The recent flooding in the Midwest reminds us again of the tenuous relationship we share with nature. Living at the whim and idiosyncrasies of the weather may imply that we are merely victims but if you look close, we may be as much if not more to blame due to our locational choices. But do such natural disaster affect the way we purchase property insurance or vice versa? It reminded me of the chapter summaries I wrote for one of my classes last year. I am sharing one of them below:
Mitigation couple with insurance coverage should be considered as an appropriate measure of risk prevention instead of depending solely on insurance. FEMA defines mitigation as “sustained action taken to reduce or eliminate long-term risk to people and property from hazards and their effects.” However due to low frequency of natural hazards or skewed risk perceptions, homeowners are unlikely to indulge in mitigation efforts apart from buying property insurance. The spillover effects of personal losses during a large-scale natural disaster often transforms an otherwise personal and private loss into a social risk in form of homelessness, displacement, unemployment, and rise in cost of public services.
Such a transformation almost mandates government action in an otherwise private insurance market and government aims to incorporate mitigation measures instead of merely diverting public funds towards disaster relief. The private insurance industry has also realized the importance of better building codes and mitigation processes to avoid hazard risks. Thus, it is important not only for the government but also for the private insurers to develop models that link mitigation with insurance so as to provide greater reliability and reduced uncertainty to assess costs and losses for a natural disaster.
The government has attempted to pass several legislative acts in order to increase insurance coverage and promote mitigation. The HR 4480 initiated in 1990 attempted to protect private insurers by transferring the risk to the federal government. Senate Bill 1350 considered increasing the availability of disaster insurance and encourage hazard mitigation to reduce reliance on federal assistance.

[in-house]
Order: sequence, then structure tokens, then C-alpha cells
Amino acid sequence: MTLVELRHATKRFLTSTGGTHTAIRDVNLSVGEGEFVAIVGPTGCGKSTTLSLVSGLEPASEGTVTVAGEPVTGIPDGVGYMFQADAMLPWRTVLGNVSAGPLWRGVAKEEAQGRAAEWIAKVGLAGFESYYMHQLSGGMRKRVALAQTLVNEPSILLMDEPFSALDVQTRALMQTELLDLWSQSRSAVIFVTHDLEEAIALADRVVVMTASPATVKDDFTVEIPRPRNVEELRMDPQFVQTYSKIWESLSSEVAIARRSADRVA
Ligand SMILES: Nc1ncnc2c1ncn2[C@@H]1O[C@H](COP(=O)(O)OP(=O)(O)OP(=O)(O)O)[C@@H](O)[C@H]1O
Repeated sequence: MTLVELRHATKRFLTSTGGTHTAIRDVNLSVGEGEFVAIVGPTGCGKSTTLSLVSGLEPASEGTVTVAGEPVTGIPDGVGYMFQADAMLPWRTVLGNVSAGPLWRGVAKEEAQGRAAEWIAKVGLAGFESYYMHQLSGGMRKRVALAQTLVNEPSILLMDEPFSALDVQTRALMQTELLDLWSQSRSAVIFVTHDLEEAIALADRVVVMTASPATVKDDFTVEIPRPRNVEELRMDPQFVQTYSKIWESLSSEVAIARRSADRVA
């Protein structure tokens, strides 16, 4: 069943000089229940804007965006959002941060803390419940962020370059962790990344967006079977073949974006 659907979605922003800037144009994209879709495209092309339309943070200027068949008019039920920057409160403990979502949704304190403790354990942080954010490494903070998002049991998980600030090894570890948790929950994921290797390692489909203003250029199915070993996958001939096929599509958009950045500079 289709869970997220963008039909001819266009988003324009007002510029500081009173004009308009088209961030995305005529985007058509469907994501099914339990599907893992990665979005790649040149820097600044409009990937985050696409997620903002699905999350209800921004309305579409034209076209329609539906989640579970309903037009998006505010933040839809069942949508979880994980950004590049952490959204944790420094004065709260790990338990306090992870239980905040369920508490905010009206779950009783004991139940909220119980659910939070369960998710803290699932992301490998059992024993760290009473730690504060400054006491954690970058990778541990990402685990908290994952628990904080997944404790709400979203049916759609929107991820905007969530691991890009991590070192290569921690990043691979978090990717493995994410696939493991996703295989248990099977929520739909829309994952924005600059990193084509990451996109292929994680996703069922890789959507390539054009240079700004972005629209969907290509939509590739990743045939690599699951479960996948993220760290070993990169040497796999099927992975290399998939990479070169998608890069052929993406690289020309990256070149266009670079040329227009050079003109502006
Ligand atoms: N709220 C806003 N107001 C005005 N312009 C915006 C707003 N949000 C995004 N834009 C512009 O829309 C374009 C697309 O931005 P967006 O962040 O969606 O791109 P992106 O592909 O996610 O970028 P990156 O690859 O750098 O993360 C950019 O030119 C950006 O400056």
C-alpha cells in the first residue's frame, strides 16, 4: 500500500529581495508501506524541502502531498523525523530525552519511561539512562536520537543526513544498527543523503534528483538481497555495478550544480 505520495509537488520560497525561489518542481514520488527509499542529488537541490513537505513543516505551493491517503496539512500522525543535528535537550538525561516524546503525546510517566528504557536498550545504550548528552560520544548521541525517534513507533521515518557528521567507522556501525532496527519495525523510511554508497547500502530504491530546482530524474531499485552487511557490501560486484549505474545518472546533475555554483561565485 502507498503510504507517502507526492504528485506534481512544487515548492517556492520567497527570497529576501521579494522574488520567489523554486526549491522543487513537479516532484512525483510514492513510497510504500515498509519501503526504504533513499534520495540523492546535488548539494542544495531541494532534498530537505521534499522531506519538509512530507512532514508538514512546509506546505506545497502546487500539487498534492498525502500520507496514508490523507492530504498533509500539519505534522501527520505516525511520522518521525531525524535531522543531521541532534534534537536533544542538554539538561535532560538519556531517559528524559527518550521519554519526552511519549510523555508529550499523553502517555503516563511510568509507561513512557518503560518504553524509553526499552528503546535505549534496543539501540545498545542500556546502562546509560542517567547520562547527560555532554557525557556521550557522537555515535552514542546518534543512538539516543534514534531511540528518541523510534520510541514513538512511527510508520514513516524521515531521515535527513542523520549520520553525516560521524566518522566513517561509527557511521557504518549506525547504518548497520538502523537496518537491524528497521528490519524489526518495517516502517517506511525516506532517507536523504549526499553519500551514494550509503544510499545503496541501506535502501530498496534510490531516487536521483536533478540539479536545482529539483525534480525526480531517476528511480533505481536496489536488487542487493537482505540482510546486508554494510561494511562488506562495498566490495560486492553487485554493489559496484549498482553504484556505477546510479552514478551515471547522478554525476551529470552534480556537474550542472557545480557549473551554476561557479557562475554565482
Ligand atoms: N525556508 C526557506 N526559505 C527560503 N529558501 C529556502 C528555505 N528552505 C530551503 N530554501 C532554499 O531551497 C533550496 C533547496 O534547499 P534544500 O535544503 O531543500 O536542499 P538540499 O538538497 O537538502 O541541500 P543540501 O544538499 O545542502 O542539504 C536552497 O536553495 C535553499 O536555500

But after deliberations in the House of Representatives and the Senate, it was clear that in order to have any federal control over disaster relief and insurance it would incorporate imposing sufficient hazard mitigation techniques and have federal oversight and control. It would also entail sharing risk with the private sector and make insurance purchase mandatory for federally related mortgages. But due to limited success in mandatory implementations of the national flood insurance requirements, these legislative actions met with limited success.
Hazard mitigation has to be implemented either through voluntary action or through enforcement of government regulations, ordinances, and codes at the local level. But such enforcement depends on the institutional capacity of the local government. It has to be clear in statues and regulations as to what actions governments are required to take and should specify relationships between different subdivisions of the government. The success of such a plan is dependant on the land management goals incorporated in the comprehensive plans and the previous experience with similar disasters.
Implementation of mitigation measures through insurance has lead to identification of 8 broad themes and 15 specific objectives. The building codes should be made broader in order to go beyond protecting just life of the occupants and should be implemented statewide instead of varying across different jurisdictions. More public education and research on retrofitting structures with disaster preventive measures should be emphasized.
Kunreuther’s six objectives that include more stringent building codes, seals of approval on structures meeting codes, insurance that encourages mitigation, all-hazard insurance provision, government reinsurance, and subsidies for low-income families seems to address the crucial aspects of the relationship between mitigation and insurance. Provision of financial incentives through reduced premiums and limited availability of insurance also might encourage wider acceptance.
Kunreuther, Howard. “A Program for Reducing Disaster Losses Through Insurance” in Paying the Price, Howard Kunreuther and Richard Roth eds., 1998 National Academy of Sciences Press.